We began the month of May, at the top of a Friday morning, with a necessary interview with the presumptive Democratic presidential nominee about a graphic sexual-assault allegation. The questioning, of course, came after a set-up that included the unholy litany of accusations against the current president of the United States.
The Biden interview came a few days after a post-midnight tweet from the president ridiculing a number of media personalities in cruel ways, including the cohost and spouse interviewing Biden that morning. And before that tweet was another from the president announcing that he would be attending Mass virtually at St. Patrick’s Cathedral the next morning, on Sunday. The cardinal celebrating Mass acknowledged the president, which predictably incited some anger. The comments on YouTube during Mass brought out some of the typical politics in people, but as I saw more than 20,000 people watching, I couldn’t help but pray that miracles were happening. Perhaps a late-night presidential tweet led to little seeds of encounter with God, even through a screen, and brought people closer to Mass than most had experienced in the month of April.
I normally work overtime to not let life or even a column revolve around tweets, especially presidential ones, but I think that those two offer a critical chance for national reflection. We’ve had our lives upended in many ways these past weeks and months now. And that includes Donald Trump and Joe Biden. Coronavirus has become the priority. Even if we are trying to live as normally as possible, the kids not being in school, the work meetings via Zoom calls, the masks we wear in a world of too many figurative masks anyway, expose the reality. Many of us know that things won’t be the same as before even as we are beginning to reemerge in various places from quarantine. And yet, whatever the truth are to allegations, you get the sense, too, that the same-old is just about to rear its head again — we are going to fall into the same old politics, which, even when it had some good as its end, seemed to bring out the worst in so many of us.
That Sunday Mass at St. Patrick’s, with so many people tuned in, gives me some hope. Hope that seeds are being planted. You’ve got to wonder when a few days later the president is back behaving badly on Twitter, though. But God can work in delayed reflections, too. And miracles can happen. A tweet even from a president isn’t the biggest thing in the world, needless to say, but we desperately need of some change of tone with respect to virtue.
During that Mass, Cardinal Dolan preached about the Gospel reading for the day, about the road to Emmaus. That’s the road Christians are meant to be on always. Walking with Jesus, recognizing God present in His creations, even when we can’t be present for His Presence in the sacraments of the Church.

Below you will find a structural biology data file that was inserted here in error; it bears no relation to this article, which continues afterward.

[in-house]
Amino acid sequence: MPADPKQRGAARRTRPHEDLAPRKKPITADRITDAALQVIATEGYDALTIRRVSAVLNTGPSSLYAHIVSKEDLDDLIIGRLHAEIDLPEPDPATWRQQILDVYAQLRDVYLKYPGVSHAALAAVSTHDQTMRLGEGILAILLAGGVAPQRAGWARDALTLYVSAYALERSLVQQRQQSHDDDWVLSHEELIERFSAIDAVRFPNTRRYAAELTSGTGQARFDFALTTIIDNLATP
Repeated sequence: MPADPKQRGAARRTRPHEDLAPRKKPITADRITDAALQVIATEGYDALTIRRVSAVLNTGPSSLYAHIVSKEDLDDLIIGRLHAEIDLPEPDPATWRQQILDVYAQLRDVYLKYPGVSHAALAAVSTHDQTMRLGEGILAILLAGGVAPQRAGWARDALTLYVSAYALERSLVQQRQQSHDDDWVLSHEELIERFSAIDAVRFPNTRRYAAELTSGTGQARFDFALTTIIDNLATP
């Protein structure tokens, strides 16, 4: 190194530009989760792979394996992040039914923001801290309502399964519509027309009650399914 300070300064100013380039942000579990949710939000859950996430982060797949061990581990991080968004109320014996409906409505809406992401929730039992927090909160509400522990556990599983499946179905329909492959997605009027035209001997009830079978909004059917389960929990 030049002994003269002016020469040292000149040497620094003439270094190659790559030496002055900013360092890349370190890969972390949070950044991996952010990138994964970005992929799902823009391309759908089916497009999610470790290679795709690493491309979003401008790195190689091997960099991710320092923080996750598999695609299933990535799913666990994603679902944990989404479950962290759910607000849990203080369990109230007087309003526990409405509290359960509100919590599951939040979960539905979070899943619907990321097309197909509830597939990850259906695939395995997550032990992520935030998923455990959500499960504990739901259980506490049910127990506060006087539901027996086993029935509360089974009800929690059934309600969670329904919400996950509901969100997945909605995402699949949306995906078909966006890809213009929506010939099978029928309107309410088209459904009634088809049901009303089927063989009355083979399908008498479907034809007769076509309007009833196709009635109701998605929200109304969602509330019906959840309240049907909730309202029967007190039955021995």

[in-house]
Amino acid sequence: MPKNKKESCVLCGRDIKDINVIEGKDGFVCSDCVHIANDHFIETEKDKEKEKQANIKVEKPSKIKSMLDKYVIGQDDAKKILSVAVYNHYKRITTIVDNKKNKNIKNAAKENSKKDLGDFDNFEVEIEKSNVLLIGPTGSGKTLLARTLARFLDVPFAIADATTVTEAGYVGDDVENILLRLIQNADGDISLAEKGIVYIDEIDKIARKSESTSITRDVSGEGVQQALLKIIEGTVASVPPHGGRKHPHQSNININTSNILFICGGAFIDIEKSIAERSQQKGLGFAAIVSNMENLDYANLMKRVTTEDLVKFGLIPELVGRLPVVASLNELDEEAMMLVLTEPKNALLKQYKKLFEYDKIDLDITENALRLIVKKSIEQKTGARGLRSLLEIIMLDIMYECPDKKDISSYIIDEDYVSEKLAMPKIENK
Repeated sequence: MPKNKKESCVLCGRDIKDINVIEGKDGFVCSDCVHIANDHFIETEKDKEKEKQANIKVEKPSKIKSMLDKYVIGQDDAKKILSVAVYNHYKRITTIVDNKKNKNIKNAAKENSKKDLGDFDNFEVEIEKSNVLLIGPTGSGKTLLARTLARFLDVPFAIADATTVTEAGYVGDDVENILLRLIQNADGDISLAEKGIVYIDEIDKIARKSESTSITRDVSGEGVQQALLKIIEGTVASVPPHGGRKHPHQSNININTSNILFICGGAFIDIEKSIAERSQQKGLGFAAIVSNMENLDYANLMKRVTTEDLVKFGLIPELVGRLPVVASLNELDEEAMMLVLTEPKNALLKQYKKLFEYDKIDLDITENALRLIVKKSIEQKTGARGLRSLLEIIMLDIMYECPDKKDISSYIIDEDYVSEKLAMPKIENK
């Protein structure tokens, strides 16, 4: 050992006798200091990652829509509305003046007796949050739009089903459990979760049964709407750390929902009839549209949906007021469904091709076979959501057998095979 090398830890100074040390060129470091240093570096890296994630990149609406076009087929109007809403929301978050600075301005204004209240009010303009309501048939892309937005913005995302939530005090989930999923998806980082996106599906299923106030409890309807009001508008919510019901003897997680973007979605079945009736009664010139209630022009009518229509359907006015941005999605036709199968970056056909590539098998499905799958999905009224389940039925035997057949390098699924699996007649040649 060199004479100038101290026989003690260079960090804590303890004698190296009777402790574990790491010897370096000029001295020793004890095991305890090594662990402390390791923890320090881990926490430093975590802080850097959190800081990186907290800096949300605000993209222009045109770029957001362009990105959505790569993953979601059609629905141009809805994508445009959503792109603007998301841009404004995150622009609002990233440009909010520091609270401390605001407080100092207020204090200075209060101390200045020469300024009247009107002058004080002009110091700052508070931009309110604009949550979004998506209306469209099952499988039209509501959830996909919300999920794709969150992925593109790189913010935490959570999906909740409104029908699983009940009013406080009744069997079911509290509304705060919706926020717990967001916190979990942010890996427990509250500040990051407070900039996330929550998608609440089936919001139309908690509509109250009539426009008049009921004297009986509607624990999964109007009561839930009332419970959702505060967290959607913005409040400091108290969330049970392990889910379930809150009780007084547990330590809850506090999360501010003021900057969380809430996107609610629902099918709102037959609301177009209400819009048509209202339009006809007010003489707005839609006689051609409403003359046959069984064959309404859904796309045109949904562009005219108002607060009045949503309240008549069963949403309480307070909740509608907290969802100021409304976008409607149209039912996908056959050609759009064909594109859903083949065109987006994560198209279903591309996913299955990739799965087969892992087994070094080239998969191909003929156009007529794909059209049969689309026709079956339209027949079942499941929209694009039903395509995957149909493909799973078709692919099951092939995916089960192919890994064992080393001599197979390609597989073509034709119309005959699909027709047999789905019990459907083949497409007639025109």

Both Donald Trump and Joe Biden talk about Christianity. Joe Biden professes, of course, to be Catholic, despite his position on abortion, the killing of the innocent unborn. Donald Trump said at the March for Life this January that everyone is made in the image and likeness of God. Even those he tweets about? Even those in the media? Even Nancy Pelosi and “Sleepy Joe”? These are not moral equivalents, to be sure, but how do we look to our fellow man, really? This has an impact on how policy affects the human person.
What this coronavirus time should be reminding us is that we are all equally vulnerable. Yes, maybe some of us are more vulnerable than others to COVID-19, but it will be something — we are all mortal beings with an unknown end date. While some know death is coming sooner rather than later. Are we ready? Can virtue be seen in our lives? Do we treat people with respect and defend life? I think we have to do both. Don’t we want to do both? Will this time draw us together, instead of more violently apart, to do what we have been saying we’ve been doing — loving our neighbor, protecting the vulnerable innocent? Let’s do it for real — whether it be the noble service of politics or the gift of family or community or any human life.
I don’t know whether Joe Biden is guilty or not, but I do know we need to restart our culture on virtue. We are all sinners, but a society that values goodness and decency would be one that flushes so many poisons out of our system. Now we need a reboot. We probably can’t expect it from politics and those with the loudest microphones, but we can demand it by the choices we make and the conversations we engage and the way we live our lives. May all these virtual encounters with faith and “thoughts and prayers” bear real fruit. As we reopen, let it be a Beatitudinal reset — a start in the virtues.
This column is based on one available through Andrews McMeel Universal’s Newspaper Enterprise Association.